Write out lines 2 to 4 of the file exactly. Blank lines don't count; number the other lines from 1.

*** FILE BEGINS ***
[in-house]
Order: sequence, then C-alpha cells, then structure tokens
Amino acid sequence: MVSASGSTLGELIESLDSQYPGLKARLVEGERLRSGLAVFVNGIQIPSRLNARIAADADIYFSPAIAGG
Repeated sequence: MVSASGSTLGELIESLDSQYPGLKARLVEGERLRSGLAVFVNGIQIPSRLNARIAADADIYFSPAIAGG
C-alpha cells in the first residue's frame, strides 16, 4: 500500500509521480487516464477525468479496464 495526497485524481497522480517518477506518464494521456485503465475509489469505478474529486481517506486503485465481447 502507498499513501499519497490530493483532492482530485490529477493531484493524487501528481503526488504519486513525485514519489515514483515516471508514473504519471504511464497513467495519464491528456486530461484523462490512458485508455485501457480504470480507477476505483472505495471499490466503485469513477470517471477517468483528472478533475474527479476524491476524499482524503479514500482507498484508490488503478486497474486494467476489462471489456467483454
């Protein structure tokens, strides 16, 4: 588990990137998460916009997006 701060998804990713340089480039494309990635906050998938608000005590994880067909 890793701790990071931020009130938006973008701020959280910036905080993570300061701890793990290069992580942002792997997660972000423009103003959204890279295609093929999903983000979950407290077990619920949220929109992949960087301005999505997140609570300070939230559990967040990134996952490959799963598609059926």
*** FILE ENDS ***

Order: sequence, then C-alpha cells, then structure tokens
Amino acid sequence: MVSASGSTLGELIESLDSQYPGLKARLVEGERLRSGLAVFVNGIQIPSRLNARIAADADIYFSPAIAGG
Repeated sequence: MVSASGSTLGELIESLDSQYPGLKARLVEGERLRSGLAVFVNGIQIPSRLNARIAADADIYFSPAIAGG